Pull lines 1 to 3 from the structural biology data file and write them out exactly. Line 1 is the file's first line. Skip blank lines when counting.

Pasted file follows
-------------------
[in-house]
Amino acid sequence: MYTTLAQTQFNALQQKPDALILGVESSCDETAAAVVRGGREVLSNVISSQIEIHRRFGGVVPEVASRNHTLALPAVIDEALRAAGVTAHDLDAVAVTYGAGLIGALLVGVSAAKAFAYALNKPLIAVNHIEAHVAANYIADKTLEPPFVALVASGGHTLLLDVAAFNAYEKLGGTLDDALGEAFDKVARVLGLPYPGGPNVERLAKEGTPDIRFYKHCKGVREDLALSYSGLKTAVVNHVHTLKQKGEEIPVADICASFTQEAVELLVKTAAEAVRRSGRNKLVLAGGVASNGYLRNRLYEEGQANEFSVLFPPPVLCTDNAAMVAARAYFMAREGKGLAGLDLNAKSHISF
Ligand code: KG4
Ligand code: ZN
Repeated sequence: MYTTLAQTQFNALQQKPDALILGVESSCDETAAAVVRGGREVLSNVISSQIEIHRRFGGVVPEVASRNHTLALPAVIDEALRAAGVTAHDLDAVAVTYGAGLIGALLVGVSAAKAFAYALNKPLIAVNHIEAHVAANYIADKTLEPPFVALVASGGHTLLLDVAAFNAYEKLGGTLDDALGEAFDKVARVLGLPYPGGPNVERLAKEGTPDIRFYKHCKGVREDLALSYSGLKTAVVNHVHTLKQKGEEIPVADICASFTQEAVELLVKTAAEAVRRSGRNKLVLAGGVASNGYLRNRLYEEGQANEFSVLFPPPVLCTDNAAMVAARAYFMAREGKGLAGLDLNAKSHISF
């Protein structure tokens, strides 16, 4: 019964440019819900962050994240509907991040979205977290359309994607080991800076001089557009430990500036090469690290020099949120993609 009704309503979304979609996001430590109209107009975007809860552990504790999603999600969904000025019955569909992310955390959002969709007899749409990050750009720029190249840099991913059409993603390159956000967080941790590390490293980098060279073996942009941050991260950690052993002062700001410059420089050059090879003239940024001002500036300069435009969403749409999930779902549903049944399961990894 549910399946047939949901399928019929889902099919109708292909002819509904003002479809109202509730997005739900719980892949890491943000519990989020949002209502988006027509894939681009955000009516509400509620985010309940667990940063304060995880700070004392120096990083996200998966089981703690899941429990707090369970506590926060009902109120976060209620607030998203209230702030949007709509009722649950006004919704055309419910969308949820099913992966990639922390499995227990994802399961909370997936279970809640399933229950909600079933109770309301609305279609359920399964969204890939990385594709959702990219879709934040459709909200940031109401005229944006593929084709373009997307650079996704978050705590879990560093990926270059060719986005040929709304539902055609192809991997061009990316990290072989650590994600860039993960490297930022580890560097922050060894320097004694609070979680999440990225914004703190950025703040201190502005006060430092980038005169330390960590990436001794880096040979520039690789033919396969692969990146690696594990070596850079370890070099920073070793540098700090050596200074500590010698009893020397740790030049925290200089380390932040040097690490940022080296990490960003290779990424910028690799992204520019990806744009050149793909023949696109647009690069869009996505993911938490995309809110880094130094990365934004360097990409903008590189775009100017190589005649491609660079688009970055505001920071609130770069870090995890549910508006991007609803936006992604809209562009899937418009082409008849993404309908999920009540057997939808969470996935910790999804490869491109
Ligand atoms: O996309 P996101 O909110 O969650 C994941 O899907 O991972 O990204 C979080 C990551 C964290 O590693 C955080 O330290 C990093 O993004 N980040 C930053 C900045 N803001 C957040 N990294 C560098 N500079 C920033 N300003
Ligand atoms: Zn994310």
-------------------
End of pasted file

[in-house]
Amino acid sequence: MYTTLAQTQFNALQQKPDALILGVESSCDETAAAVVRGGREVLSNVISSQIEIHRRFGGVVPEVASRNHTLALPAVIDEALRAAGVTAHDLDAVAVTYGAGLIGALLVGVSAAKAFAYALNKPLIAVNHIEAHVAANYIADKTLEPPFVALVASGGHTLLLDVAAFNAYEKLGGTLDDALGEAFDKVARVLGLPYPGGPNVERLAKEGTPDIRFYKHCKGVREDLALSYSGLKTAVVNHVHTLKQKGEEIPVADICASFTQEAVELLVKTAAEAVRRSGRNKLVLAGGVASNGYLRNRLYEEGQANEFSVLFPPPVLCTDNAAMVAARAYFMAREGKGLAGLDLNAKSHISF
Ligand code: KG4